Okay, it's time to finish with the question everyone has: Yes, the exhaust does smell like French fries. If you go to a fried chicken place for the oil, your car's exhaust will smell like fried chicken. Ditto for burgers, etc...What it won't smell like is something Exxon sold you.

If you had to find a way to feel guilty, I suppose you could say you're profiting from Americans' obesity problem, but that's a hell of a lot better than the thought of pumping money into the Middle East. Besides, the oil supply could change drastically in the event of another war, but I seriously doubt Americans will stop eating French fries. Enviofuel


At 3:25 PM, Anonymous Anonymous said...

Less than 10 microns impurities means that any particles of dirt or 'non-oil 'in the oil, has to be smaller than 10 microns across. Filtering the grease through paper, like a coffee filter, likely works better than waiting for the sediment to 'settle' to the bottom while you go bumping down the highway. My question, for someone anyone, what's the difference between a micron and an angstrom?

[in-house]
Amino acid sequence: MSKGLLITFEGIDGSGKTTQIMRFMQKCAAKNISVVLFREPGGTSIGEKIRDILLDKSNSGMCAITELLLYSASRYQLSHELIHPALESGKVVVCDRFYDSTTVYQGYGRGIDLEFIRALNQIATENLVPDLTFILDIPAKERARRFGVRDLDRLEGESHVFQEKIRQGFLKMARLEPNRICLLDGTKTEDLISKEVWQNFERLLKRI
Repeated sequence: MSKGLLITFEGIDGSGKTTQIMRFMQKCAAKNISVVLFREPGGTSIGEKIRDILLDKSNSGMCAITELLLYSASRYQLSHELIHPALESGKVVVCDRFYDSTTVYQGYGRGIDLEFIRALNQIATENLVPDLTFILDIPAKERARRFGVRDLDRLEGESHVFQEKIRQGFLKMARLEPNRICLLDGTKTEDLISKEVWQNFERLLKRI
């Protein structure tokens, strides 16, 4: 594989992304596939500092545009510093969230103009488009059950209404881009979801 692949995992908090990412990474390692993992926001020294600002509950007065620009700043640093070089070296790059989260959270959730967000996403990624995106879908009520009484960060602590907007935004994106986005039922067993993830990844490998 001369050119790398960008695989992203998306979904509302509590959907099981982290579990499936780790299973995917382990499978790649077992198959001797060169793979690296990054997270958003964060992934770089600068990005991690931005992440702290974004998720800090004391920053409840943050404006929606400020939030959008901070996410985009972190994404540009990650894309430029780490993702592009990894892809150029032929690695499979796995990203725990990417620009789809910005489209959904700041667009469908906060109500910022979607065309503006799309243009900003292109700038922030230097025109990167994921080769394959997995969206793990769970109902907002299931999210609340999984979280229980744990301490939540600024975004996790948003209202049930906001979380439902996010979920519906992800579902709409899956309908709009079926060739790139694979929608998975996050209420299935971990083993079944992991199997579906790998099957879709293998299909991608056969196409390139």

On to other notes: "Besides, the oil supply could change drastically in the event of another war ..."

Uh, you got it sort of cart-before-the-horse, speaking of effect and cause. There could be another staged 'war event' for the drastic change in the oil supply -- now that it is getting known the oil barons took the money and are trying to run ... and there's no oil left.

At 4:02 PM, Blogger Bill McDonald said...

Oh, it goes through a couple of filters. it's not just settling.
As for the oil being gone, you'll know that's true the minute we stop caring about the Middle East.

At 6:48 PM, Anonymous Anonymous said...

...what's the difference between a micron and an angstrom?

An angstrom is one ten-thousandth of a micron. A micron is one one-thousandth of a millimeter, or one one-millionth of a meter.

At 4:20 PM, Anonymous Anonymous said...

So an angstrom is a tenth of a nanometer ...?